Hahaha my friend I dont blame you. I think the reason I don't mind spending that on the occasional shot is that first I tend to know / have a good idea how awesome that whisky is supposed to be. But more then that is my wife and I almost never go out, so when we do my wife doesn't usually mind if I go a little nuts on dram prices haha. Had another $50 in Melbourne several times, once was a 1950 SMW and another one was one of those insane high end Chivas. We gotta live a little you know?! :D:D:D:D:D


Recently a friend of mine, his father-in-law and I had a tasting session. We actually went through 13 drams in one sitting. A long but very good night! The whiskies we went through in order were Bushmills Black Bush, Macphail's Collection Bunnahabhain 1990 (bottled in 2006), Bruichladdich 10 year old (bottled in 1979), Ardbeg Blasda, Port Ellen 25 year old (distilled 1980 bottled 2006), Bowmore 1956 (distilled in 1956, bottled in 1983), Glenfiddich 15 year old, Gordon and MacPhail Connoisseurs Choice Ardbeg 13 year old (distilled in 1972), Ardbeg 10 year old, Ardbeg Lord of the Isles, Ardbeg Uigeadail, Gordon and MacPhail Caol Ila 16 year old (distilled in 1969) and the Ardbeg Supernova. Over the next few days I will be writing up my notes. I won't be re-reviewing those malts I've already reviewed, but there are plenty of new ones.

This particular bottle of Arbeg Lord of the Isles was purchased a few years ago, and finally opened for this tasting. This was the other bottle besides the Bowmore 1956 that I was really looking forward to getting into. Unfortunately this came straight after the Bowmore, and pretty much any whisky was going to be a let down after that extraordinary dram!

The nose is gentle and warm, with wafts of dried fruits (especially dried apricot) and honey over the top of peat, smoke and sea air. Really soft, smooth and heart warming.

The taste is light and refreshing, with a bright cinnamon note giving way to vanilla, toffee and some floral notes, before a light gentle wave of peat, smoke and sea salt rolls through. Unusually refreshing!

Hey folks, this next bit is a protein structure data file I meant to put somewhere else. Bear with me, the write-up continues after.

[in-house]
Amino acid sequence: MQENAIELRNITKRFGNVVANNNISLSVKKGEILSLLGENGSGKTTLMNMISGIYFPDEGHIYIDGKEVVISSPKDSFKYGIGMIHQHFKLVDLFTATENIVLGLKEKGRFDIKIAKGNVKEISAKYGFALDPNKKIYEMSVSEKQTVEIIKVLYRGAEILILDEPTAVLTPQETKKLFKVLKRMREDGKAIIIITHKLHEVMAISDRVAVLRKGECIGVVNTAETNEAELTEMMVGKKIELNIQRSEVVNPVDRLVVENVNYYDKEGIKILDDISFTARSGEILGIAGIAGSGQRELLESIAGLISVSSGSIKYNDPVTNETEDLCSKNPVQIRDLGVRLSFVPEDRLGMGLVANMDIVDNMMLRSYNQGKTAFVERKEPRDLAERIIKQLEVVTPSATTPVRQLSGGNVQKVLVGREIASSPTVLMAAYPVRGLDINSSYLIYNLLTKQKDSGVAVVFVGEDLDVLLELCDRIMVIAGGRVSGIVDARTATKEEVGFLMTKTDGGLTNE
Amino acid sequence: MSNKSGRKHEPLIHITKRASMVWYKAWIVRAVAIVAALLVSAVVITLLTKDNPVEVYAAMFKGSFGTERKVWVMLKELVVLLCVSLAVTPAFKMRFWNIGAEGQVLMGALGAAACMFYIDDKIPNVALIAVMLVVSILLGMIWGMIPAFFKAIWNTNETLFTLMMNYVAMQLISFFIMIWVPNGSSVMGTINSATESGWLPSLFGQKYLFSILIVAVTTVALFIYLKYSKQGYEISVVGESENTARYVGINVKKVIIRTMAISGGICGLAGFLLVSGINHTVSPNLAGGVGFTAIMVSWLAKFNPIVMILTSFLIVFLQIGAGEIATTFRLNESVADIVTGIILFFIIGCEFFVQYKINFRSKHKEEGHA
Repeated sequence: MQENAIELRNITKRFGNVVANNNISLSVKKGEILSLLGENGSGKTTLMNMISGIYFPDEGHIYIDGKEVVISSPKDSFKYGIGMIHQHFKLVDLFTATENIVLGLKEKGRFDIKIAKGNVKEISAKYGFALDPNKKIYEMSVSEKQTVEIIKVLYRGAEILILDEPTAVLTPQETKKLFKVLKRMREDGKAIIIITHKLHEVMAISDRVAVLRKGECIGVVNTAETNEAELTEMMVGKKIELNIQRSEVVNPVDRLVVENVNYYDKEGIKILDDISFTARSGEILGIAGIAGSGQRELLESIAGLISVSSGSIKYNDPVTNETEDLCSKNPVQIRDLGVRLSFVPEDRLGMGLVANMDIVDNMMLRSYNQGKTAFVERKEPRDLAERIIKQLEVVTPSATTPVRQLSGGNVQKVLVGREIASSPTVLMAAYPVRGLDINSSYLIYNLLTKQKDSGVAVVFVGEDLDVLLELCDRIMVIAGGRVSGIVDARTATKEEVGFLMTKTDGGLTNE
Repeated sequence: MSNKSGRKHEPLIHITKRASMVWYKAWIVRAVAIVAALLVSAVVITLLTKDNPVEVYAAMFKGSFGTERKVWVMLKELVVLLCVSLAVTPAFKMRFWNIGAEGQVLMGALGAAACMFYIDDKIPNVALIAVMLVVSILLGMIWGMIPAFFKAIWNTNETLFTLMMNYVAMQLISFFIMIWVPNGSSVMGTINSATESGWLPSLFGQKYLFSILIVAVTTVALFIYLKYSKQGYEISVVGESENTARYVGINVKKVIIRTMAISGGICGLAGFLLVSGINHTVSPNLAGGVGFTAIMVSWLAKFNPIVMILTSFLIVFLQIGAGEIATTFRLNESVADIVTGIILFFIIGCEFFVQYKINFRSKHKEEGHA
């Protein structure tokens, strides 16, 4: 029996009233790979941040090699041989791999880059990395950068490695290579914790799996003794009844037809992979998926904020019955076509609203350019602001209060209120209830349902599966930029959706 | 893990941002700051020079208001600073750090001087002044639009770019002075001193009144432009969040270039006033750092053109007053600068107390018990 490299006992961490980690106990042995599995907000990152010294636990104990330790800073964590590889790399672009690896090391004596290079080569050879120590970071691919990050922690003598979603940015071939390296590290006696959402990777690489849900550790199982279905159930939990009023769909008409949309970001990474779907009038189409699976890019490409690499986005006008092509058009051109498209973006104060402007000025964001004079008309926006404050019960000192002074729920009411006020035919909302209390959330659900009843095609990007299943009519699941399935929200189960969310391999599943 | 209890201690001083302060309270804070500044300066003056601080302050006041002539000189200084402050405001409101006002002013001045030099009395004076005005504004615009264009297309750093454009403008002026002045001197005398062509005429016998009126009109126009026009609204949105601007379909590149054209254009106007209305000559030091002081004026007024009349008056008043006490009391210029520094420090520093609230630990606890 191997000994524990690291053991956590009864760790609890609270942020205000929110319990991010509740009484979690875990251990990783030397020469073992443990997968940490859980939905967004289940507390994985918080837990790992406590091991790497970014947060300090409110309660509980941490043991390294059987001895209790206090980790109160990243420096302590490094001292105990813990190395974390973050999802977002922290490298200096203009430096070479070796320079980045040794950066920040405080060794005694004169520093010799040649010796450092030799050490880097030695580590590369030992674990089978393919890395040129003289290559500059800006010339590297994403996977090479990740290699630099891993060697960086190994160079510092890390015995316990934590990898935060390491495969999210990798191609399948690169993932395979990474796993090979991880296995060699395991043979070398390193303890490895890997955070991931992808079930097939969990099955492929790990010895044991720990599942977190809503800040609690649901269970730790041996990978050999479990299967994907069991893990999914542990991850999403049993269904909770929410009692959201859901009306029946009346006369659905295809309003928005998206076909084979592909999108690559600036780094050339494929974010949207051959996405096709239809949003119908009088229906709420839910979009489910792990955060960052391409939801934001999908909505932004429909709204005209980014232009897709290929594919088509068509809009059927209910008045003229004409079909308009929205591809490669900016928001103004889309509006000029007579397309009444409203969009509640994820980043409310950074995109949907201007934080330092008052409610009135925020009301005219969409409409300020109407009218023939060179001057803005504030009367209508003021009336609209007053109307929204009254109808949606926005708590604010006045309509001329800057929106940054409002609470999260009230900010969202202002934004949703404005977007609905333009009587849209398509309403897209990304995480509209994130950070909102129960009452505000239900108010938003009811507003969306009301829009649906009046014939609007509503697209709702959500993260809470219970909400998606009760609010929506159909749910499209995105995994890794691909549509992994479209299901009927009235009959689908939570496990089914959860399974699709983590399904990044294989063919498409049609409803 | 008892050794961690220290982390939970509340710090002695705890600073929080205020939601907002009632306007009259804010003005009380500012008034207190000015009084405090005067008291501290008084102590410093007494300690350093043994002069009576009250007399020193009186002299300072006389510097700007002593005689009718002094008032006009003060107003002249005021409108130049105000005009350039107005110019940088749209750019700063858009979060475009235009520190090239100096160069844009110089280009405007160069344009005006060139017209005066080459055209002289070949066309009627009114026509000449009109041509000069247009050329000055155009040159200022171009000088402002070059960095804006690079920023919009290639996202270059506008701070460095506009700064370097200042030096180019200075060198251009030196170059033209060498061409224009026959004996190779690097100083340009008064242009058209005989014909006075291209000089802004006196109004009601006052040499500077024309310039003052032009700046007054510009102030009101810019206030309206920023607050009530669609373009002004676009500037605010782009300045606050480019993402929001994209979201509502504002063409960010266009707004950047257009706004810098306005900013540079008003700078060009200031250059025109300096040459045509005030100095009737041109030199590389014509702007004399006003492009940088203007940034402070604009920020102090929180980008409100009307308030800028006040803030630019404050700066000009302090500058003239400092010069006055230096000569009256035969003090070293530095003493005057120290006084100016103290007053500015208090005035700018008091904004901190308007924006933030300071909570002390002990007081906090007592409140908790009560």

The finish is long, warm, but gentle and light! Full of peat, smoke, and toffee notes, with hints of dried fruits.

This was genuinely surprising, I was expecting an Islay monster, but got a refreshing summer malt. Consistent, gentle, complex, mature and very moreish.

This is a genuinely fantastic whisky. That said, it did follow the Bowmore 1956, so it was a let down. It's not often I would say that about a 9.5 rated malt...


Nose: starts quite shy and mostly fruity. After being warmed up, it shows a remarkably gentle and elegant character. Very leathery, with mellow peat smoke, orange marmalade, yellow apples, marzipan, warm cake… Subtle hints of boat rope and tar. A light layer of earthy and farmy notes. Some tobacco. Overall very complex, very integrated and a masterpiece of balance. Jim Murray says there’s a light soapiness on the nose – I don’t agree, although there’s a noticeable floweriness.

Mouth: still quite some fruits, a tad more tropical and sweeter than on the nose (lime). More peat and smoke now. Leather and tobacco again. Walnuts. Some spices (pink pepper). Lightly salted.

Finish: long, drier, smoky and slightly medicinal. Hints of chalk.

I have 3 bottles of this, you can get it, but it is getting ever more expensive, mine were about £70 but I believe it is about £200 now. A very mature and mellow Ardbeg, it is great compared next to Very young, Still Young and Almost there!

Sadly the only bottles I've seen in Australia that are available run for around $800 AUS and The Whisky Exchange in the UK has it for I think 650 pounds. I just got to try this the other day at $50 buck a shot, but completely worth it. A LOVELY Whisky.